When nationality and ethnicity meet


Katya Surendran

This Ox, called Boom Boom Maadu, decorated in jewelry and fine fabrics, stands in front of stores to bless patrons with good fortune. He was nice, but he tried to run into me a couple of times.

Katya Surendran, Staff Writer

In Dec. of 2022, I traveled to India, my parents’ home country, for the second time. If I learned anything from this experience, it would be that despite my appearance, I am not Indian.

Honestly, this discovery didn’t shock me. While I’ve eaten and cooked the numerous dishes native to India, partaken in several cultural practices and gained a basic understanding of our language, I didn’t have a clue what the country was actually like. My parents have almost avoided India like it was the plague, which I guess was sort of true in 2020, but that doesn’t explain why we hadn’t gone in 13 years. My lack of knowledge led to major culture shock, but I was expecting that. India is a very beautiful country but it is very different from what I’m used to and what I was expecting. 

Going as a tourist, with hopefully a little more background knowledge on India than the average American visitor, here is a list of the major differences I saw and what you should expect to see if you ever travel to India.

The first major difference I noticed was money. If you try to pay with cash or with credit cards, people will look at you weirdly. Even the street vendors won’t accept cash. They all use mobile banking apps like Google Pay or Paytm. Cash is still printed, but it goes unused outside of places of worship.

 While the people of India are busy smart banking, the countless dogs of India are sleeping under parked cars and in front of buildings, hoping that a kind street vendor will throw some meat their way. In South Dakota, we only see a couple of farm cats or the occasional lost dog, but in India, these street dogs are everywhere. From the airport to the mall, even in the dead of night, while the city sleeps, you can hear them barking at each other.

Noise pollution is apparent during the daytime, as the honking of cars can be heard from the time the rooster crows (literally) until dark sweeps the streets. One rule when driving in India: if there is an open space on the road in front of you and 15 cars and 20 motorcycles are all vying for it, whoever honks the most gets the spot. While there are street lines, stop lights and stop signs doing their best to control traffic, no one follows them, making you question why they were made in the first place and how anyone could accomplish such a feat with millions of cars and motorcycles on the street. The roads were unbelievably crowded and a place five miles away would take at least 40 minutes to get to. Despite all of this, car crashes are fairly rare, as drivers in India have learned to be hyper-vigilant, and most people only start learning to drive when they’re 25 years old.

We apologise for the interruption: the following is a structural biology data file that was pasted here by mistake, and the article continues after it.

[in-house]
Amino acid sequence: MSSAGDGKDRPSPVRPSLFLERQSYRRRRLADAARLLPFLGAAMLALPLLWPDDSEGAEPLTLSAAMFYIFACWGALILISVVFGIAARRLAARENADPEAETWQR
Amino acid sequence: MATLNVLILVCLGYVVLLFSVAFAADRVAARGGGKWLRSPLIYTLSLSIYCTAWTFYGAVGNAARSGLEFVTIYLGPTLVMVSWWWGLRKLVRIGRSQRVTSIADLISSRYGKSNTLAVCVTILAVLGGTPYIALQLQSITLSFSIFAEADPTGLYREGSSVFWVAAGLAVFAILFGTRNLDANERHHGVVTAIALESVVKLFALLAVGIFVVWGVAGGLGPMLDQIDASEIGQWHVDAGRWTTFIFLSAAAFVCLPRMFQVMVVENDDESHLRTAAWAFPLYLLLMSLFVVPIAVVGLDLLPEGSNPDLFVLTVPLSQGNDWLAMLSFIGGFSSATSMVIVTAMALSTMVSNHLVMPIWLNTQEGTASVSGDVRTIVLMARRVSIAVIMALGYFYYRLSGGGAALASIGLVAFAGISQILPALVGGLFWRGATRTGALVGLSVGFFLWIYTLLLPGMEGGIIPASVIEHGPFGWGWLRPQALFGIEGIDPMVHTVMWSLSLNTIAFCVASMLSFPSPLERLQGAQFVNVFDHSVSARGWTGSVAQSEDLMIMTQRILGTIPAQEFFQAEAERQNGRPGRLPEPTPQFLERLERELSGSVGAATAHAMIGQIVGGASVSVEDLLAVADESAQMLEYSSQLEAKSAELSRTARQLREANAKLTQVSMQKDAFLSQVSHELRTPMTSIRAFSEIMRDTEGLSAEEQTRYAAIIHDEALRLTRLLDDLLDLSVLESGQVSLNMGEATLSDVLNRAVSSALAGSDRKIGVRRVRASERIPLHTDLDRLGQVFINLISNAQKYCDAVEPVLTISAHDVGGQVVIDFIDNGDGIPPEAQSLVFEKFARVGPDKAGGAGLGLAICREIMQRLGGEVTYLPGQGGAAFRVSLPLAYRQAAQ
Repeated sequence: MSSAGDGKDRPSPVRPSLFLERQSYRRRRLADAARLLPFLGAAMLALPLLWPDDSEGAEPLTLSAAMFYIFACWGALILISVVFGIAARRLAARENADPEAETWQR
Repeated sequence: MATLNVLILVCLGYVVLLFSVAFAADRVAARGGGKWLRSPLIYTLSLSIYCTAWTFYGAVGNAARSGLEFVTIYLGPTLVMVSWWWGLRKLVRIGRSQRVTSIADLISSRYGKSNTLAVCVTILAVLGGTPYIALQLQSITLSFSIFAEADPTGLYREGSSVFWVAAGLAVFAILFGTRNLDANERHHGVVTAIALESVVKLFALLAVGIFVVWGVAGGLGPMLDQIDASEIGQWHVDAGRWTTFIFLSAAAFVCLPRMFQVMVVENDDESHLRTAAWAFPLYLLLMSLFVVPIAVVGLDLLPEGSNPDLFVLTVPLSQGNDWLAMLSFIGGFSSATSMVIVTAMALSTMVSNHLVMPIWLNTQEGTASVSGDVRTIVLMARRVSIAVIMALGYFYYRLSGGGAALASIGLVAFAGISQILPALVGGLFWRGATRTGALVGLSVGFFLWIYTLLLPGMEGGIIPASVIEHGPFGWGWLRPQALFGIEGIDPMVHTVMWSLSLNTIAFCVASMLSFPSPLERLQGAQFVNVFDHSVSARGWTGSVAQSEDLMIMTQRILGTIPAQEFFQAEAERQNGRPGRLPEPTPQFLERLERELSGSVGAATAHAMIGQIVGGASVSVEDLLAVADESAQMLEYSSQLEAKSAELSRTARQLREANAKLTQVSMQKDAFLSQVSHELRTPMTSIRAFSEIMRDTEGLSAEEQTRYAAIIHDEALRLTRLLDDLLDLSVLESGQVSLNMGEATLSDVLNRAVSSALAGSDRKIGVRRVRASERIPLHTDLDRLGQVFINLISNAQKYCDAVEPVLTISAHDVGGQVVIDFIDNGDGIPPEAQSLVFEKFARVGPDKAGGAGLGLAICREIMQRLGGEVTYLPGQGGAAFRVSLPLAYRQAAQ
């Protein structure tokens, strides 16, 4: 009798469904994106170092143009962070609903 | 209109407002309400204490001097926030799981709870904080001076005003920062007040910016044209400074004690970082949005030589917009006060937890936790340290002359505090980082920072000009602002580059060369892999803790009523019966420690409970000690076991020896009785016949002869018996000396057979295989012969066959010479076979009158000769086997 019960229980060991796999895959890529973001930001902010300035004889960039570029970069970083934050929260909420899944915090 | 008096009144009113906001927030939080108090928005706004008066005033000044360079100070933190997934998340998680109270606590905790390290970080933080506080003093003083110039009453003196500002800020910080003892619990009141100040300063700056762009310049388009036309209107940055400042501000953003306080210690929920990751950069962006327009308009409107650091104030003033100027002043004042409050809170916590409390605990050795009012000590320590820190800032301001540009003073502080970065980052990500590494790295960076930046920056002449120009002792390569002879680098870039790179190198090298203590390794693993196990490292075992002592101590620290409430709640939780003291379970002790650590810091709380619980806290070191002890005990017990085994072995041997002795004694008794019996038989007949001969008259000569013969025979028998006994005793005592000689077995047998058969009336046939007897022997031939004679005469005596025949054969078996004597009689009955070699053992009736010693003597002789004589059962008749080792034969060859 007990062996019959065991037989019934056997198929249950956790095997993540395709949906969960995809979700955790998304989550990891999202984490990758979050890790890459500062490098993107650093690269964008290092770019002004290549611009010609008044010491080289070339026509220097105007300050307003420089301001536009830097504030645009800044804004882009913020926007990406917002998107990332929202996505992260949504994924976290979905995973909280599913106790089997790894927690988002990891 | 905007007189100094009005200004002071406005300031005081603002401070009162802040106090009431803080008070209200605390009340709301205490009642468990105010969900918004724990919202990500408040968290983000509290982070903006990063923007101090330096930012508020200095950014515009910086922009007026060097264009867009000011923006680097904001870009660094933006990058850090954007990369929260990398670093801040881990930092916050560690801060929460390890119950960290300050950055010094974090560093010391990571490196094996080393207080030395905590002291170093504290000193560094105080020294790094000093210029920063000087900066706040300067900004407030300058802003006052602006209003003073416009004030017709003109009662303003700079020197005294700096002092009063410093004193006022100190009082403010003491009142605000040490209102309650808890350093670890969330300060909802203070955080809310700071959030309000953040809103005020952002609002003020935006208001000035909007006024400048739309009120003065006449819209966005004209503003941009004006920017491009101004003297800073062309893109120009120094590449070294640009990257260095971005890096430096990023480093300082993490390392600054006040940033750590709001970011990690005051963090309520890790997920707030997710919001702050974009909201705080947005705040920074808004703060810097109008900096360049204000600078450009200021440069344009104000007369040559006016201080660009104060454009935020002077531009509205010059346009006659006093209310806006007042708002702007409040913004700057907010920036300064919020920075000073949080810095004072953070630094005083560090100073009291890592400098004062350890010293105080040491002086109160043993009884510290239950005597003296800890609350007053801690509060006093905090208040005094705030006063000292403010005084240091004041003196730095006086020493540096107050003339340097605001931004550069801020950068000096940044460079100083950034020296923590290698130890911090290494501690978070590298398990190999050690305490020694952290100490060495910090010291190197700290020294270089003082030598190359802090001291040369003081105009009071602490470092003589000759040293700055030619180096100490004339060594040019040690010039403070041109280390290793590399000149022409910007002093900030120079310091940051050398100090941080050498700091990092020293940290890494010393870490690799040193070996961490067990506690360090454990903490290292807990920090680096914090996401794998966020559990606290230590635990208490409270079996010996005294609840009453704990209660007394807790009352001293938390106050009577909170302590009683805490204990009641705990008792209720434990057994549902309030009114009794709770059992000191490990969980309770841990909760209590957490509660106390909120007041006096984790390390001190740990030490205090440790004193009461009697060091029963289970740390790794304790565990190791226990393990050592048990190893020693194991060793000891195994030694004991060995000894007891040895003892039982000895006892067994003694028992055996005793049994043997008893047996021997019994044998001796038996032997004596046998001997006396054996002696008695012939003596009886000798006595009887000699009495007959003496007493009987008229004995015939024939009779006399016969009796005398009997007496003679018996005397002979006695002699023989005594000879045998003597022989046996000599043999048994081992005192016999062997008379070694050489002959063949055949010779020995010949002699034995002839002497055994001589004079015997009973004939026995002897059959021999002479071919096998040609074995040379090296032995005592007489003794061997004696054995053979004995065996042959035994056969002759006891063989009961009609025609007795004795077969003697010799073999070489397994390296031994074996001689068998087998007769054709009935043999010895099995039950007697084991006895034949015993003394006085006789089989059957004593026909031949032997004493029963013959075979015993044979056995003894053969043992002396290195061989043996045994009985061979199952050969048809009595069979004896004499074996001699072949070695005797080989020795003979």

These overcrowded streets do eventually lead to some quiet places. Similar to the U.S., India has several places outside of the city that are completely natural. Most of these areas are hilly forests filled with rivers and wildlife. I was expecting India to be a beautiful country but I was not expecting to find a place that the noise of the city didn’t reach.

The only bad part about going outside is that it is crazy hot in India. I went to India during the winter season and the average daily temperature was 80 degrees Fahrenheit. Even crazier to me, no one wears shorts. It could be boiling hot, which it almost always is, and everyone would still be wearing dress pants, jeans, saris or full-length dresses. Of course, looking back on my trip, the mosquitoes may have been a factor. I wore shorts the entire time I was there and I received several mosquito bites. Even though it’s been five months, I still have the bite marks. 

The mosquitoes were fierce but the cows were so cute. We see cows a lot in South Dakota with the amount of farmland here, but in India, cows don’t live on farms. Instead of dogs, people have cows. When going to visit my late grandfather’s friend, I was forced into several pictures with the two cows he and his wife owned. They were so close to the house, it almost felt like they were living in it alongside the humans. Of course, cows, like dogs, roam the streets, but people generally give respect to the cows and offer them lots of food. As a matter of fact, Hindus, at least the ones in my grandmother’s neighborhood, sweep their entryway with cow dung in an effort to preserve auspicious futures.

Lastly, the bathrooms in India were extremely different from the ones in the U.S. I knew this, but I wasn’t really thinking about the different types of bathrooms around the world; so, when I got off my ten-hour flight, it was jarring to walk into a bathroom stall expecting a toilet with toilet paper, and instead see a hole in the ground with a bidet. Of course, quite a few bathrooms had normal toilets, but every single bathroom had a bidet instead of toilet paper. So, if you’re ever traveling to India and don’t know how to use a bidet, bring your own toilet paper.

While noticing all of these cultural differences as a tourist was fun, my main purpose on this trip was to visit my grandma, or Amaye, as I call her, and the hundreds of family members I didn’t even know I had. Being close to my family did make this trip a thousand times better, but India is a genuinely pretty place; though I only saw a tiny part of the country, it was amazing. India is super different from the U.S., but in a good way, and I can’t wait to go visit again soon.